Argentina and Brazil loosened restrictions on foreign cash flowing in and out of their countries, but Chile slapped restrictions on it. While countries such as Bolivia and Uruguay put the brakes on public spending in the 1990s, the Chileans have more than doubled public expenditures on health and education since 1990.
Other countries cut taxes; Chile nearly doubled the taxes on corporations over the past decade. While Argentina in the 1990s was watering down its labor laws to lower costs and make it easier for employers to hire and fire workers, Chile was strengthening its labor legislation, doubling its minimum wage and requiring that employers extend jobless benefits to unemployed workers.
Brazil and Argentina fixed the value of their currencies -- guaranteeing that the central bank would exchange local tender for dollars at a fixed rate -- to combat inflation. By contrast, Chile devalued its currency and kept it on a tight leash to protect local industries from foreign goods that gained a price advantage against an overvalued local currency.
The difference between Chile and the rest of the continent can be stark. When Bolivian demonstrators in October forced their president to flee the country in violent protests against globalization's unevenness, the first Starbucks was opening in Chile. Nearly half of all Brazilian workers do not have a job contract; for Chile the figure is 1 in 5. The number of Argentines living in poverty has quadrupled since 1989; over that same period, Chile has reduced the ranks of its poor by half.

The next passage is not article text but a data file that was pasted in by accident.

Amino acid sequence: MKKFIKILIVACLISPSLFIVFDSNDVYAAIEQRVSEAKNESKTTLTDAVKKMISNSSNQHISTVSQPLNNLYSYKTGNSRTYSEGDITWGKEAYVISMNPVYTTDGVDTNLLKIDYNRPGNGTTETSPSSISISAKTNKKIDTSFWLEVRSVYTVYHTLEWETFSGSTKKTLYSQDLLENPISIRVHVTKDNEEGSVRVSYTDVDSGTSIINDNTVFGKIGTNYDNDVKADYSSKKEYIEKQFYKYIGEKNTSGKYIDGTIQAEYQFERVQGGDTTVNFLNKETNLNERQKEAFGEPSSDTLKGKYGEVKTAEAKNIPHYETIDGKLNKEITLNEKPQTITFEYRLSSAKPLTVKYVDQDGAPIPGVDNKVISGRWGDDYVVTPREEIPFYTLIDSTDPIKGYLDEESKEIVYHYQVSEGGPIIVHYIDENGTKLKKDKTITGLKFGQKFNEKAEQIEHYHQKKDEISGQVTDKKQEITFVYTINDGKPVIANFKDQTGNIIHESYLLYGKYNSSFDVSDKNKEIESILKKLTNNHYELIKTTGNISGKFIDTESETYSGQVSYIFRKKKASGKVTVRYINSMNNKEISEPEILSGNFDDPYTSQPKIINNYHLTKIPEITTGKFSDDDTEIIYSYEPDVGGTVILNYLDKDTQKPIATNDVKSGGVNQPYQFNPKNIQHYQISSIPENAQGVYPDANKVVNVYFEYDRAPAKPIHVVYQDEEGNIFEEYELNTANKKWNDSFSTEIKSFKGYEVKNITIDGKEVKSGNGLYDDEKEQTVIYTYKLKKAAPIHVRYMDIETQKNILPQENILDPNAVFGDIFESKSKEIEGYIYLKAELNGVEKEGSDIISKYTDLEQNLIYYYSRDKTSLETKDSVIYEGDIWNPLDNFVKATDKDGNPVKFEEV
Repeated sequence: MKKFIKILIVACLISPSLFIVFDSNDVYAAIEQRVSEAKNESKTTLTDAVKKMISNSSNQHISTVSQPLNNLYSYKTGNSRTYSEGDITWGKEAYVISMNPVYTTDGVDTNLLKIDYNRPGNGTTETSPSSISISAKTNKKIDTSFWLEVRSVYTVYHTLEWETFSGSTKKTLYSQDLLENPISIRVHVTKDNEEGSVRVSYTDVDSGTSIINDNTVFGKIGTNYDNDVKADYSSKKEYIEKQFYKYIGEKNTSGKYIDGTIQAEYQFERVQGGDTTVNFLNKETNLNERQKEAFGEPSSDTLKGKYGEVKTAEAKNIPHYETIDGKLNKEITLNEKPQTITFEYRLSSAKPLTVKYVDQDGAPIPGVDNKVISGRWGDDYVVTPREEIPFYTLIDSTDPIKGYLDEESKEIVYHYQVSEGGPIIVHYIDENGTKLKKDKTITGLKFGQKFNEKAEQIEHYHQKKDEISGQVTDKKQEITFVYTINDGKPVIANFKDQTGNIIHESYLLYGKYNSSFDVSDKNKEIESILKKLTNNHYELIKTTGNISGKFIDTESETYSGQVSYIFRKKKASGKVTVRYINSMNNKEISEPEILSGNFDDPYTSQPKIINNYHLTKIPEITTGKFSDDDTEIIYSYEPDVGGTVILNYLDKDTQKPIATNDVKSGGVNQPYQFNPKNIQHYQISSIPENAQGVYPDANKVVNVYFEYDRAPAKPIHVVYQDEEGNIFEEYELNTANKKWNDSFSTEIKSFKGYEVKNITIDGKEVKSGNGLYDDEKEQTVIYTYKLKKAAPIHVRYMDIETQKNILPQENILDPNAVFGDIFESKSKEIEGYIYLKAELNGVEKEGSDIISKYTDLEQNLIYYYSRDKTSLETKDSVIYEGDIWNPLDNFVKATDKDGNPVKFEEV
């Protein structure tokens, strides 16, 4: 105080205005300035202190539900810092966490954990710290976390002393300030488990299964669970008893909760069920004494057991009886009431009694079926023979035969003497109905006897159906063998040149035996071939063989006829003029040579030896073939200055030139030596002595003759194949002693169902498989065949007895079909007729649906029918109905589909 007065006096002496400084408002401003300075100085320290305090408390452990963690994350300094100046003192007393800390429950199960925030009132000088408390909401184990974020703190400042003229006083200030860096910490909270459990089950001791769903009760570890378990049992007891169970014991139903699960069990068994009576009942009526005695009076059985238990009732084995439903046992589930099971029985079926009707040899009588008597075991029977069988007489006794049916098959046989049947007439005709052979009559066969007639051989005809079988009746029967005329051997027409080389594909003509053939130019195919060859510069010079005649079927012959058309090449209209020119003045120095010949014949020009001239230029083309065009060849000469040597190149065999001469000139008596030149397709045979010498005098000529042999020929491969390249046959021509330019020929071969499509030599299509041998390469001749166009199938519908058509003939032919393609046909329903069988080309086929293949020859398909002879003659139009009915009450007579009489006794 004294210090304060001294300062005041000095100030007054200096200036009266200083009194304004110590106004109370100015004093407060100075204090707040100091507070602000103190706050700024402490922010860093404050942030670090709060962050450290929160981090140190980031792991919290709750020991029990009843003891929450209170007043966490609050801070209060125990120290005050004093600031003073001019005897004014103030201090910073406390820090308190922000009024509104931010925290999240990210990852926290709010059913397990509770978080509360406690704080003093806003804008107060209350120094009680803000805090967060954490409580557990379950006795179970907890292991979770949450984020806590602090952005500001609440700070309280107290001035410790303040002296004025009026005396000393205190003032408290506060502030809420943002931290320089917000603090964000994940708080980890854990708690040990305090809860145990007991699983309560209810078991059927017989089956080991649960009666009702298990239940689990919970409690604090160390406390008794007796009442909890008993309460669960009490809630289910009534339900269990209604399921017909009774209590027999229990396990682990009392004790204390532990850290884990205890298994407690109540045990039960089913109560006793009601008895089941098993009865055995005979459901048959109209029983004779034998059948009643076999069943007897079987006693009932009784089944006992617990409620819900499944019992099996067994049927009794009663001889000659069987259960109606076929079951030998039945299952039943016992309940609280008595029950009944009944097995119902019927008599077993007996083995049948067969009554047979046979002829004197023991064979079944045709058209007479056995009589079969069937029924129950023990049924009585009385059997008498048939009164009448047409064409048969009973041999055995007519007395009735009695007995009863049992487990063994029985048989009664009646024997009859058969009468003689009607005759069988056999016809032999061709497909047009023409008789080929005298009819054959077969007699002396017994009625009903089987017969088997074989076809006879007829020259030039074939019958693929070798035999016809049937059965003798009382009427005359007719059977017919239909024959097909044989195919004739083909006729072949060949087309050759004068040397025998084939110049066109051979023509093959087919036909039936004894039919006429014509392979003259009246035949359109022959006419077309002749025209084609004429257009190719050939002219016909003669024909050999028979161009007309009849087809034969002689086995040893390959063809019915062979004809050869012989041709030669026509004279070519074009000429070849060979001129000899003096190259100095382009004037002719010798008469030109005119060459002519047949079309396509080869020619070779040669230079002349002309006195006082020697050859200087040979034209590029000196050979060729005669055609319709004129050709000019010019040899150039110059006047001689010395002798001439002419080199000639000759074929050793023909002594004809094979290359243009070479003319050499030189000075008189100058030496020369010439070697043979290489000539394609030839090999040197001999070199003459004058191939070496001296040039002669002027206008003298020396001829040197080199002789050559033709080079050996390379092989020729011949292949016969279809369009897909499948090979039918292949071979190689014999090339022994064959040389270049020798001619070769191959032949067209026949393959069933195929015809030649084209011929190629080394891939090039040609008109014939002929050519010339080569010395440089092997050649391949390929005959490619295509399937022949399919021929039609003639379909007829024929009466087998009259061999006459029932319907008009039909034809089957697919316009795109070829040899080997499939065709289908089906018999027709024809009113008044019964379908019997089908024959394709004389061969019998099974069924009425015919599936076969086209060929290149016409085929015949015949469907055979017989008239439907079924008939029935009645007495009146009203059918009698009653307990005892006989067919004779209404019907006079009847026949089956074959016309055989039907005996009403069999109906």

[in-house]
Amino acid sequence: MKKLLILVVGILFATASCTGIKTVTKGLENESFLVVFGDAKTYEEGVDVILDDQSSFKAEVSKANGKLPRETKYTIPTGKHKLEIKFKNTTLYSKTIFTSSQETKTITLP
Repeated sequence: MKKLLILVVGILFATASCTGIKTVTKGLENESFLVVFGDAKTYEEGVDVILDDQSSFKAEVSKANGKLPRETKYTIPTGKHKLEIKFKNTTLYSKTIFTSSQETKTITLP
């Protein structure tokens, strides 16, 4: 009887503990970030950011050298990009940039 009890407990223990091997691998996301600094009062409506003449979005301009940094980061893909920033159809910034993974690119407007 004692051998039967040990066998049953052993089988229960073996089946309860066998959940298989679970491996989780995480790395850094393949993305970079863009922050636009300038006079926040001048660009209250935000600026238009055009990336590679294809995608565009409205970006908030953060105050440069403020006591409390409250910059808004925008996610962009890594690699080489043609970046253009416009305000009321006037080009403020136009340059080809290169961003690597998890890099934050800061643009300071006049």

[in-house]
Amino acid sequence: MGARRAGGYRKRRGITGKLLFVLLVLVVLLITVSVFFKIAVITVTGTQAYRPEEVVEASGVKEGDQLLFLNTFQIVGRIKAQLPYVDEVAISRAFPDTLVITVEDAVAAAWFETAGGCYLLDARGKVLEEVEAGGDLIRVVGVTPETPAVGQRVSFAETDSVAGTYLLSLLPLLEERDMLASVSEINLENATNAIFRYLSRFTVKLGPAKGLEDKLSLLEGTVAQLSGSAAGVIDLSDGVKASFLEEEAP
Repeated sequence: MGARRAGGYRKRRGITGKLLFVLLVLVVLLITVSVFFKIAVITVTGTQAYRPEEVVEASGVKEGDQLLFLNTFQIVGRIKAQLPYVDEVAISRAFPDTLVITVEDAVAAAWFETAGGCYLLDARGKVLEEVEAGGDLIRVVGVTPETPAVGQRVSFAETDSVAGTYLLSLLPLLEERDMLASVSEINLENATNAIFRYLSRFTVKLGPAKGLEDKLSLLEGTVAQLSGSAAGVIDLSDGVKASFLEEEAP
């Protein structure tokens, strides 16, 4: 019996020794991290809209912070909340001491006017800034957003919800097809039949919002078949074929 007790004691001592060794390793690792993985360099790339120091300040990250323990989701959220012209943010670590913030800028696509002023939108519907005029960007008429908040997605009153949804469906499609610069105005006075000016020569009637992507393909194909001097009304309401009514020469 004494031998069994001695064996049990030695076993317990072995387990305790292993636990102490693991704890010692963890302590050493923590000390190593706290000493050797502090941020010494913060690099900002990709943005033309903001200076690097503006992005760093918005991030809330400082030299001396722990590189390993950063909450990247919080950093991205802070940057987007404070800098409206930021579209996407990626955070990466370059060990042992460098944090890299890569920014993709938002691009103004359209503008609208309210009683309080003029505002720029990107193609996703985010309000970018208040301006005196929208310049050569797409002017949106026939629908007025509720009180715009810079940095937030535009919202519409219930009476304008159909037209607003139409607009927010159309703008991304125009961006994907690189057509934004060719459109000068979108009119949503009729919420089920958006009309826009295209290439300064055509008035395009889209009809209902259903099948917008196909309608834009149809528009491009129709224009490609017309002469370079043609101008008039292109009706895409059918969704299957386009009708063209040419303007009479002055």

"What makes Chile different from the rest of Latin America," said Manuel Riesco, an economist with the Center for National Studies of Alternative Development in Santiago, "is not that we embraced the free market more than our neighbors. What we realized is that the free market is like a car. There is no doubt that it is the best way to get you from point A to point B. But you have to steer. If you take your hands off the wheel, you will end up face-down in a ditch."
Said Dani Rodrik, professor of international economics at Harvard University: "The myth is that Chile's success is purely the result of fundamentalist free-market policies. But the truth is quite a bit messier than that. Government activism and management in Chile did not stifle the power of the free market. It unleashed the power of the free market."
An Economy in Meltdown
In September 1973, as troops stormed the presidential palace, the 500-page economic plan of the military junta leading the coup against President Salvador Allende's socialist regime was being printed in the basement of a Santiago publishing house.